Abstract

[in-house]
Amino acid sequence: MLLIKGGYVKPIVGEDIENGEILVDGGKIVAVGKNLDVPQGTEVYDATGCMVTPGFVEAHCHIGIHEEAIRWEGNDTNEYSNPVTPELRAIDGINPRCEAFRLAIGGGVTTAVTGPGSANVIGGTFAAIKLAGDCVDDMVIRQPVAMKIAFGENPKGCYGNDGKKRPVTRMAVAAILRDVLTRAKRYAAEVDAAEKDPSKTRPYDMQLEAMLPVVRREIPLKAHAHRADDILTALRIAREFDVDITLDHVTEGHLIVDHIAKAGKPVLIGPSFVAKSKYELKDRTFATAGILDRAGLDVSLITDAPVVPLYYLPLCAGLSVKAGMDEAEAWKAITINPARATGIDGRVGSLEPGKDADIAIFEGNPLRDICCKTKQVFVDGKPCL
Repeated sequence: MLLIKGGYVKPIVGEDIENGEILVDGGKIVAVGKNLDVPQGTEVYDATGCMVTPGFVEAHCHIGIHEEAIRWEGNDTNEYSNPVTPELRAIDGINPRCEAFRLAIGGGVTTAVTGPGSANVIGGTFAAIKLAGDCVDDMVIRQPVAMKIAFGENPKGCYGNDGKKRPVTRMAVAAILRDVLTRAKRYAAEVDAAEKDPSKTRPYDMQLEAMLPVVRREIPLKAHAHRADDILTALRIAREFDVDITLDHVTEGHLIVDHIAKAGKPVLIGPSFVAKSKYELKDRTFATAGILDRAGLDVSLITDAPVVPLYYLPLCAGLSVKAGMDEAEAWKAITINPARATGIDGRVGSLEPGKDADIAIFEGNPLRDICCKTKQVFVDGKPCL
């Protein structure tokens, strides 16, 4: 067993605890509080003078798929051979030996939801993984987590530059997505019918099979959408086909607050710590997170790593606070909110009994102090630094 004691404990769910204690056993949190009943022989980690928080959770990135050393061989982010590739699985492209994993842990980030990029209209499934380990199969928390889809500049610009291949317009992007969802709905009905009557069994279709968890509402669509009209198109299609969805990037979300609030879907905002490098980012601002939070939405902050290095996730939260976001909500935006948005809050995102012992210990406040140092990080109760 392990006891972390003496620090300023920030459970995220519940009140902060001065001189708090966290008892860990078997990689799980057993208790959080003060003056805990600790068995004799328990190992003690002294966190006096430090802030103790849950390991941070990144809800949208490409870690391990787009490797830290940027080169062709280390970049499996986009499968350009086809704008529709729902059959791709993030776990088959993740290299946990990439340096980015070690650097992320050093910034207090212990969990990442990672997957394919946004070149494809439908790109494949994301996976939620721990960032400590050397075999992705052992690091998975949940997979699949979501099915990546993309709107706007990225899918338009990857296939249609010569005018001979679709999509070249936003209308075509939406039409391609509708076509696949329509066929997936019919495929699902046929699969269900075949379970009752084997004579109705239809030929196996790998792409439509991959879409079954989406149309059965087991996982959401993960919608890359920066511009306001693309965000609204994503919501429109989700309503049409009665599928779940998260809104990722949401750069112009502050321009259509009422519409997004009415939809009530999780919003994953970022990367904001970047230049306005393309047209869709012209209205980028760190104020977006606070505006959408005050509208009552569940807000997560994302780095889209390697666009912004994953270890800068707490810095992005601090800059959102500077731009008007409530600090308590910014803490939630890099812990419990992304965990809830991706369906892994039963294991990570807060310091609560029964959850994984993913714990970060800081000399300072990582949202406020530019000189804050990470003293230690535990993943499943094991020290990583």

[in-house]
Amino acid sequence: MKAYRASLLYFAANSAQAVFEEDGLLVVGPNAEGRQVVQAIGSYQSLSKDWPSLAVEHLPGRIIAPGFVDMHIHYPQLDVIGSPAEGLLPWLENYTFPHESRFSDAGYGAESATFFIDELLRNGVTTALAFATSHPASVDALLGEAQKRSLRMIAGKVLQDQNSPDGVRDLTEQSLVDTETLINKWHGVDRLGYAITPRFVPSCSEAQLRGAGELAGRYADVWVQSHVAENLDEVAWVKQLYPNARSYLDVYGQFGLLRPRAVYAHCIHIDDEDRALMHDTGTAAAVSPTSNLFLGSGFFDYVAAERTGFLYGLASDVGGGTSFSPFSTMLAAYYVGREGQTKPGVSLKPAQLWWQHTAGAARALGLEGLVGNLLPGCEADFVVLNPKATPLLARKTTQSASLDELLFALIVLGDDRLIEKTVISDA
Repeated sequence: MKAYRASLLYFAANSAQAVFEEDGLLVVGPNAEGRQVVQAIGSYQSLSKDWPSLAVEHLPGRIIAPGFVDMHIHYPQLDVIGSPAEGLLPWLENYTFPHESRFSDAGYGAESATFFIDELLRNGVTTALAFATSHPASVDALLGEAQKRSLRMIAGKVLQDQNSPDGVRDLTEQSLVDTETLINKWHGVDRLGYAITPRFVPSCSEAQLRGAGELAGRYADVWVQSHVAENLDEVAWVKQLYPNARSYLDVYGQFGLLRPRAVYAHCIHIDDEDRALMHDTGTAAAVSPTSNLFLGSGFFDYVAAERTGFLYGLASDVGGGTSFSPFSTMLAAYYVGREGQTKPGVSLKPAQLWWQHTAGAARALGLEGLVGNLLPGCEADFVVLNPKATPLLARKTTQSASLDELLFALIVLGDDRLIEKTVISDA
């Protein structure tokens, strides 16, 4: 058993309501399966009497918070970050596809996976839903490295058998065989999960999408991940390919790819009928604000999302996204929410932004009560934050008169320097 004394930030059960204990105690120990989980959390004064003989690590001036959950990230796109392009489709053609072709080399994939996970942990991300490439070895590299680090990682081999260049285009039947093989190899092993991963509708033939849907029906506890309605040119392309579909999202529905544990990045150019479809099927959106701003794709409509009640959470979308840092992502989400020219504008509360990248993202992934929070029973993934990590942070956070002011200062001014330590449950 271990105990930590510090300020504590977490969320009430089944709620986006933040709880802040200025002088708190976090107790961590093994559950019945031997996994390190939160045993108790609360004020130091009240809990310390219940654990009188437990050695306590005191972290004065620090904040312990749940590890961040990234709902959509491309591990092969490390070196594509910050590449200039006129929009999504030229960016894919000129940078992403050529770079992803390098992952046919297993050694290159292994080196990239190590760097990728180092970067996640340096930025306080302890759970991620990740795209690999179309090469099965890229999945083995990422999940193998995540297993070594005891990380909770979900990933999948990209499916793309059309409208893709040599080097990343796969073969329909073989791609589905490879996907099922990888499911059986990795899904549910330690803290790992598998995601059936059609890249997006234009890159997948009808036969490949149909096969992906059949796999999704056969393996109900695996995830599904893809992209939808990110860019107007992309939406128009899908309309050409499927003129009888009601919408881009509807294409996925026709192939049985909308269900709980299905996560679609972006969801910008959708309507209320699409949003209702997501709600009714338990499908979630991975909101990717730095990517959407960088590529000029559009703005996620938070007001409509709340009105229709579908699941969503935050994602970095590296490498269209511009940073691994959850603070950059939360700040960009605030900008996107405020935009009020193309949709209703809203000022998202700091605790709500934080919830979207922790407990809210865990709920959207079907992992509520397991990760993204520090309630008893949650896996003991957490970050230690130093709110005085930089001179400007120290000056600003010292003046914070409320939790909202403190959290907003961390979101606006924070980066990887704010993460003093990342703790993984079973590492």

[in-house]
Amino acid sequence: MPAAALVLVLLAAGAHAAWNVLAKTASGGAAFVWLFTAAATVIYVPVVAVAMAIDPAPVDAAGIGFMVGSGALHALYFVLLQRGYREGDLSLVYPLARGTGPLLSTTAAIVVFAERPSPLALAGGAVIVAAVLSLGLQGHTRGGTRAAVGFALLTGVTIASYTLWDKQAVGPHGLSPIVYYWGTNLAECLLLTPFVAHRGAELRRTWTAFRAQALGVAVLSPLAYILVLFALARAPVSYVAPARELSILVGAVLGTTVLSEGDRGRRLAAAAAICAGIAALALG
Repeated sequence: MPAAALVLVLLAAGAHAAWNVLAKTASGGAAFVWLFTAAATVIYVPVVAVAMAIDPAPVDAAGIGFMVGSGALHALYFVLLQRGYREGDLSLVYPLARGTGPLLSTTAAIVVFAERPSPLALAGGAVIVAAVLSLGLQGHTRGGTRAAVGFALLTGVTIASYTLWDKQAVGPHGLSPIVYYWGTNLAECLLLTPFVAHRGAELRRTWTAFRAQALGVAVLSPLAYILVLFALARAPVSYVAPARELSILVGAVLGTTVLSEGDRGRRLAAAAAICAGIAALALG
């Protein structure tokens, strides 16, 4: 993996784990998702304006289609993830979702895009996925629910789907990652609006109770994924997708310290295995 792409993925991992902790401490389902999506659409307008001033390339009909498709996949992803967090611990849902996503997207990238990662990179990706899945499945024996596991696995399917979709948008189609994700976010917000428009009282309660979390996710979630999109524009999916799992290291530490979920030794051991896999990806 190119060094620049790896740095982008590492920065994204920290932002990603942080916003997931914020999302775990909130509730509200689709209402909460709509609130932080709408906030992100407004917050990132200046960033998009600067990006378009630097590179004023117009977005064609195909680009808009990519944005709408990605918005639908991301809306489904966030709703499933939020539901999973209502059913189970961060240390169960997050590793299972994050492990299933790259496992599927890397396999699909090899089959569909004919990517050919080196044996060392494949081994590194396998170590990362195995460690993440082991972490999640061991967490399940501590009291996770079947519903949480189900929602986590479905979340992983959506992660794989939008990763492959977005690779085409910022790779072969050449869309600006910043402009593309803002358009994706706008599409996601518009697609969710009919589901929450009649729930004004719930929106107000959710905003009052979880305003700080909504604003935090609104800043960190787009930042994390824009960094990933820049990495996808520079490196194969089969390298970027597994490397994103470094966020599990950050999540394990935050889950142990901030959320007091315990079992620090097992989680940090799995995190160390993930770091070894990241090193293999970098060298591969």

Generating chemically relevant image contrast from spectral image data requires multivariate processing algorithms that can categorize spectra according to shape. Conventional chemometric techniques like inverse least squares, classical least squares, multiple linear regression, principle component regression, and multivariate curve resolution are effective for predicting the chemical composition of samples having known constituents, but they are less effective when<i> a priori</i> information about the sample is unavailable. We have developed a multivariate technique called spectral identity mapping (SIM) that reduces the dependence of spectral image analysis on training datasets. The qualitative SIM method provides enhanced spectral shape specificity and improved chemical image contrast. We present SIM results of spectral image data acquired from polymer-coated paper substrates used in the manufacture of pressure sensitive adhesive tapes. In addition, we compare the SIM results to results from spectral angle mapping (SAM) and cosine correlation analysis (CCA), two closely related techniques.

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